His meeting with Imam al-Hadi
He had the honor of meeting with Imam al-Hadi (a.s.) and showing him his beliefs. He said to Imam al-Hadi (a.s.), ‘O son of the messenger of Allah, I want to show you my religion (beliefs). If it pleases you, I will fix on it.’
Imam al-Hadi (a.s.) smiled at him and said, ‘O Abul Qassim, speak out!’
Abdul Adheem said, ‘I say: there is nothing whatever like Allah the Almighty. He is free from the two limits; the limit of ta’til (making Allah a bare unity) and the limit of tashbih (the comparing of Allah to the creatures). He is neither a mass, nor a shape, nor a show, nor a substance, but He is the Embodier of masses, the Shaper of shapes, the Creator of shows and substances, the Lord, the Owner, the Maker, and the Former of all things.
Muhammad, His slave and messenger, is the last of prophets. There is no prophet after him until the Day of Resurrection, and his religion is the last of religions that there is no religion after it until the Day of Resurrection. And I say: the Imam, caliph, and guardian after him (after the Prophet) is Amir’ul- Mu’minin Ali bin Abu Talib (a.s.), and then al-Hasan, and then al-Husayn, and then Ali bin al-Husayn, and then Muhammad bin Ali, and then Ja’far bin Muhammad, and then Musa bin Ja’far, and then Ali bin Musa, and then Muhammad bin Ali, and then you my master.’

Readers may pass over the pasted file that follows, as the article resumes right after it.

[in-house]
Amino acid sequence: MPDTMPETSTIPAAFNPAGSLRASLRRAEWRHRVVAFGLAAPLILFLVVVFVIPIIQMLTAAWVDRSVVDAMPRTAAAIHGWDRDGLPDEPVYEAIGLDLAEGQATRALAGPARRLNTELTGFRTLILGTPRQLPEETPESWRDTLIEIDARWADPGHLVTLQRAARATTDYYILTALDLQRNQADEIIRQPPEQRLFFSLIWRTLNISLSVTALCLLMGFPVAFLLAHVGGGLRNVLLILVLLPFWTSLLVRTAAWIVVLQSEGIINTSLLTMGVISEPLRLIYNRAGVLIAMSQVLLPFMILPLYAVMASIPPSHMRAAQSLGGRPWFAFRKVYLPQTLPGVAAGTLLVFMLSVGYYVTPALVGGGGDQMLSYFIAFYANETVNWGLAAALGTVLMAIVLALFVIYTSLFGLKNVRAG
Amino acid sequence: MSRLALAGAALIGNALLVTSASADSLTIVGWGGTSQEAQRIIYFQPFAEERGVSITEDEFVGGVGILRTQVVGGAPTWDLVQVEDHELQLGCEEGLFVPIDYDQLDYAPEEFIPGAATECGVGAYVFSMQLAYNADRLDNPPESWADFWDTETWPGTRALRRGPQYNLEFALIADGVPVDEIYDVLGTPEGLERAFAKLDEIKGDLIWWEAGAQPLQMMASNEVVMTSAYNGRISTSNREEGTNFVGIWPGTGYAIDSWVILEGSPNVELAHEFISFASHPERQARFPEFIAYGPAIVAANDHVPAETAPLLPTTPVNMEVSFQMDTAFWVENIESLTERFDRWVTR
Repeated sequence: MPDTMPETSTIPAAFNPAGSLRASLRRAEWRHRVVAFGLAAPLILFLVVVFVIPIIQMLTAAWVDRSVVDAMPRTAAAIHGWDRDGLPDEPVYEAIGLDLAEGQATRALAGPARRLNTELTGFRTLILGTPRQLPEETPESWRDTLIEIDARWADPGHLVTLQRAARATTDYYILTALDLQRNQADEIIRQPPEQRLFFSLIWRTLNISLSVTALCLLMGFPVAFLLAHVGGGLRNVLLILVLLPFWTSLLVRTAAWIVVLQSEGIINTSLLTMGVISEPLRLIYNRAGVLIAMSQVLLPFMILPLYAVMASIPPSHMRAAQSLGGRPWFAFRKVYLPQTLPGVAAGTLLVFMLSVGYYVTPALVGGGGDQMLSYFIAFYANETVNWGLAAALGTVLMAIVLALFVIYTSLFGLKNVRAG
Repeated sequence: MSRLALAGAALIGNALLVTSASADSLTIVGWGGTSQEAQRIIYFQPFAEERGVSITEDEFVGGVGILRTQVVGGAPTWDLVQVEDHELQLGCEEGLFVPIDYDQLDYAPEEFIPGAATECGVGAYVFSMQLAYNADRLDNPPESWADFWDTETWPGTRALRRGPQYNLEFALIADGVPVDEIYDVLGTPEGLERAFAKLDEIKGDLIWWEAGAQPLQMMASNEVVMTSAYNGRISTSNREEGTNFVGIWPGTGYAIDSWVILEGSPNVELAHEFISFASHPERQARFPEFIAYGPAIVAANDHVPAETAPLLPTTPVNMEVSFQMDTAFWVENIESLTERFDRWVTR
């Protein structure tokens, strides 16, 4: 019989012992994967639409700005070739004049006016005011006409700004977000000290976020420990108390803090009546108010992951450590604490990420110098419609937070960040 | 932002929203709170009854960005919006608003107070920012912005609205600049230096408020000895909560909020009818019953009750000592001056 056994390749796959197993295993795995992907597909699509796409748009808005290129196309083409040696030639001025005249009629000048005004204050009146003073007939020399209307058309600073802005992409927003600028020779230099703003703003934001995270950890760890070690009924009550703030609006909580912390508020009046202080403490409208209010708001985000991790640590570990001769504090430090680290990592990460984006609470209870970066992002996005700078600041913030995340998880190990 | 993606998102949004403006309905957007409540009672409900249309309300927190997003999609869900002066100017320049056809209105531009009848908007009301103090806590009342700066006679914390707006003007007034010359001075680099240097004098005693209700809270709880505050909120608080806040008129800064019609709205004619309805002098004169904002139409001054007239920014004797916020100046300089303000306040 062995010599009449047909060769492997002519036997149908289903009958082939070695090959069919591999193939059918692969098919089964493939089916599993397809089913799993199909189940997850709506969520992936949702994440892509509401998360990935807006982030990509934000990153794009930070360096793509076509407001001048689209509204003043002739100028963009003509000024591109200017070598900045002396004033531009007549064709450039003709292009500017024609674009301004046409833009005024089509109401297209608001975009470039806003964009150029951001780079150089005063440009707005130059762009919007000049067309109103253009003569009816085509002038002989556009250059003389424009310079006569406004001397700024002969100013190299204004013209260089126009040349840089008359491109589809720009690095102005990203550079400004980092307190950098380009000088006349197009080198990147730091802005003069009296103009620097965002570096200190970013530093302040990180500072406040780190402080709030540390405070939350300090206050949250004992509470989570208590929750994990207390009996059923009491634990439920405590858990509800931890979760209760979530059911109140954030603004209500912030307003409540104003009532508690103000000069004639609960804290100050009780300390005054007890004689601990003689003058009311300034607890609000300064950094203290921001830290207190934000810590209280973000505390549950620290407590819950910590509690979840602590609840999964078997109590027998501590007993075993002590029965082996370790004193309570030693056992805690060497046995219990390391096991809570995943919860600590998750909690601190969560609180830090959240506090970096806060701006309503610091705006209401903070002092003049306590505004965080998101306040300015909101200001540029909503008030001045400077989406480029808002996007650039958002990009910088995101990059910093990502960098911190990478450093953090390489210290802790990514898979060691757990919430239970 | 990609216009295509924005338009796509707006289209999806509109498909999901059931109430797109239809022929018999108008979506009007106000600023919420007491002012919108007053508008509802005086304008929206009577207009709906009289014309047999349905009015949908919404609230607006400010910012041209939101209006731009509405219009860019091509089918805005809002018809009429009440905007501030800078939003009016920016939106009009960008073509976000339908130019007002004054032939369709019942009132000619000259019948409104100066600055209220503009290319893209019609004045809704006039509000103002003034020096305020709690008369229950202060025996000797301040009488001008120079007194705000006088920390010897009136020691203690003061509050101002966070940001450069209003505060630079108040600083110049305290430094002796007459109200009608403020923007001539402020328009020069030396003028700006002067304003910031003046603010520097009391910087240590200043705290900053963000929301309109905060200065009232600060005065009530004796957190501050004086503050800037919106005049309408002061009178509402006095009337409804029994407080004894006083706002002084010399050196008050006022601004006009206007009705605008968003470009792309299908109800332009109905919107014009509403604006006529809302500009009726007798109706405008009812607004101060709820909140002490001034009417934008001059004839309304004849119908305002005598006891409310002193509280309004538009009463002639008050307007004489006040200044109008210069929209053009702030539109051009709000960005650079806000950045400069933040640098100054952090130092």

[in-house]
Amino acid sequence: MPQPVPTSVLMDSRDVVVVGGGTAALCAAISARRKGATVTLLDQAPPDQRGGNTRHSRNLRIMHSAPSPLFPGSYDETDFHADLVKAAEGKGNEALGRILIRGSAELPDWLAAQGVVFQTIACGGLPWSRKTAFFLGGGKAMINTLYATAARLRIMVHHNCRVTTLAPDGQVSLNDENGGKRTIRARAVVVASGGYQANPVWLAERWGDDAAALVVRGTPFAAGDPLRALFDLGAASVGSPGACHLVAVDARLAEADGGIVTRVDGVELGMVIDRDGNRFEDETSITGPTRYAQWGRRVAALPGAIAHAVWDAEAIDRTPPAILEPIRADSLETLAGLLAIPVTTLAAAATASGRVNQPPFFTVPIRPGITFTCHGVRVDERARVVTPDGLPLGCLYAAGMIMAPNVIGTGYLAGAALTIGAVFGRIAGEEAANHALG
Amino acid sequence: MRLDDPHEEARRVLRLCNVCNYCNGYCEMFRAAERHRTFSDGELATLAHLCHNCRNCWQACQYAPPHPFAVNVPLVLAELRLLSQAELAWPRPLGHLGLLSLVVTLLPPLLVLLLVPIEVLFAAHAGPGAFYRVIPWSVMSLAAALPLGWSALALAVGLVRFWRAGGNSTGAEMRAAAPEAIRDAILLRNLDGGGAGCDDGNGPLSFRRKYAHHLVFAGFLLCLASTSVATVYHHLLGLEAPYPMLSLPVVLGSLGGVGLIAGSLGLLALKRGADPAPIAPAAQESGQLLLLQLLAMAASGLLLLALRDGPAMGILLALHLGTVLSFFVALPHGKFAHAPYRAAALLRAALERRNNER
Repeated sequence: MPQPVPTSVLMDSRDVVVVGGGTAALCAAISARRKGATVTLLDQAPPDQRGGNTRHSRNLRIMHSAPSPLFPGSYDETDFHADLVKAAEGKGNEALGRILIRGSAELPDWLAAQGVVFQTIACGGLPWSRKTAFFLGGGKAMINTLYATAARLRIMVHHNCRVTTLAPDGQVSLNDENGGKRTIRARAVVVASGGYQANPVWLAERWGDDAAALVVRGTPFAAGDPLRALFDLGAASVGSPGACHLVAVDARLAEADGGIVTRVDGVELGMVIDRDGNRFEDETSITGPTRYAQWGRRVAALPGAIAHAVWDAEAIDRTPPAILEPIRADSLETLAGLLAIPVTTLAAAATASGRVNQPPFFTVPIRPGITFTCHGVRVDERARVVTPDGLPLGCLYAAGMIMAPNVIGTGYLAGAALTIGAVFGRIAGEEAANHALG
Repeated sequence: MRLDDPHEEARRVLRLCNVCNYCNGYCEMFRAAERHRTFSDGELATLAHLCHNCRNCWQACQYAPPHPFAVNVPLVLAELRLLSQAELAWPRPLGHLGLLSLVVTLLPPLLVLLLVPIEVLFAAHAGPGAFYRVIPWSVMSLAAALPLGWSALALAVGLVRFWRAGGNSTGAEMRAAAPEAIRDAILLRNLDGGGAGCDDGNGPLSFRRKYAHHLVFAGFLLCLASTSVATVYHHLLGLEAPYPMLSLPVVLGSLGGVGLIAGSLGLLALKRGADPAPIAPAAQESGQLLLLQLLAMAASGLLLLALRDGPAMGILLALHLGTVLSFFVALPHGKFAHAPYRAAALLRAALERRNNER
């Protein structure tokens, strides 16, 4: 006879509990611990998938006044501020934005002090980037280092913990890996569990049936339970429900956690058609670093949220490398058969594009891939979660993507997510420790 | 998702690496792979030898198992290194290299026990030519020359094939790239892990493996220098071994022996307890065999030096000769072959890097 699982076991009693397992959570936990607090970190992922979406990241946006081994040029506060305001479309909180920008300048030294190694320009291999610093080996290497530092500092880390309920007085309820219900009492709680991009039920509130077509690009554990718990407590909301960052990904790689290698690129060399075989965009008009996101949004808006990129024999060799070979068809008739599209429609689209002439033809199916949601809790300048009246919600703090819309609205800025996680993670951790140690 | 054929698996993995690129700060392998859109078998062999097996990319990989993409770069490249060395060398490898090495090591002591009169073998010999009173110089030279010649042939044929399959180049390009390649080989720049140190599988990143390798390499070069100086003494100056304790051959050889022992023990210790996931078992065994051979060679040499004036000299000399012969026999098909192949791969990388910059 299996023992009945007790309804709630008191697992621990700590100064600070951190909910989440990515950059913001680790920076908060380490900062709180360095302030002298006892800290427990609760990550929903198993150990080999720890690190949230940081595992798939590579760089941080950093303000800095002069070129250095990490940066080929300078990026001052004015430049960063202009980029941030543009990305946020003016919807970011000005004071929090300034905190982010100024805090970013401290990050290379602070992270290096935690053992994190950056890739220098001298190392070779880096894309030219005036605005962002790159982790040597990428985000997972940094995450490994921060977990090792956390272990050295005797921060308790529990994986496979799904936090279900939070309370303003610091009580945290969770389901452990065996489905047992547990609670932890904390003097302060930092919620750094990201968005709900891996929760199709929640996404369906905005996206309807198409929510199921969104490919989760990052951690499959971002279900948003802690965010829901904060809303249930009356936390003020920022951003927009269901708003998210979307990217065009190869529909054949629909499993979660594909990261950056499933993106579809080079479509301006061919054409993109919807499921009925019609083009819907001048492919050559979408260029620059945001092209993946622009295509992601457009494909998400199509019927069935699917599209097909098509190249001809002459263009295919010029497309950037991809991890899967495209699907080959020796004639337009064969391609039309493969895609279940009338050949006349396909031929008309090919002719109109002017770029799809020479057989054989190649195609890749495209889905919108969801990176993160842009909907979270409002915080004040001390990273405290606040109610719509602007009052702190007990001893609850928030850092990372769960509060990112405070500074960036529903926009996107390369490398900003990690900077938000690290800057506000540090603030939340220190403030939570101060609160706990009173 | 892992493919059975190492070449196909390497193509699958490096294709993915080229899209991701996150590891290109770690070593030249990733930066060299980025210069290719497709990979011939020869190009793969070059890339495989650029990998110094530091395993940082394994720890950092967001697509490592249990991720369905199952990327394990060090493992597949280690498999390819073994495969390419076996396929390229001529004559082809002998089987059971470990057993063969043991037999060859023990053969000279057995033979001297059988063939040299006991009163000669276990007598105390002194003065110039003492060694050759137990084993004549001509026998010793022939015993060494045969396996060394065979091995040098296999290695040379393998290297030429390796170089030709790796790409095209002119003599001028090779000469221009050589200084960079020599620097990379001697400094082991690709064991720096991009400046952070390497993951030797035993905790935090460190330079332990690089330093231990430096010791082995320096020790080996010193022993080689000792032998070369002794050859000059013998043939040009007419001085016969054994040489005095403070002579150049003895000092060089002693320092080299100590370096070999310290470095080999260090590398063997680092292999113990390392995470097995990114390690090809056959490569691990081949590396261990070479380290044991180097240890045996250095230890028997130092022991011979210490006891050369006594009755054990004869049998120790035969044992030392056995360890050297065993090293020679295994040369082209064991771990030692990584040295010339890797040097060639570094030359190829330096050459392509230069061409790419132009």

Imam al-Hadi (a.s.) turned to him and said, ‘And after me is my son al-Hasan. What shall people do with the successor (Imam al-Mahdi) after him?’
Abdul Adheem said, ‘How is that my master?’
Imam al-Hadi (a.s.) said, ‘Because he shall not be seen, and it shall be not permissible to mention him by his name, until he will reappear to fill the world with justice and fairness after it is filled with injustice and oppression.’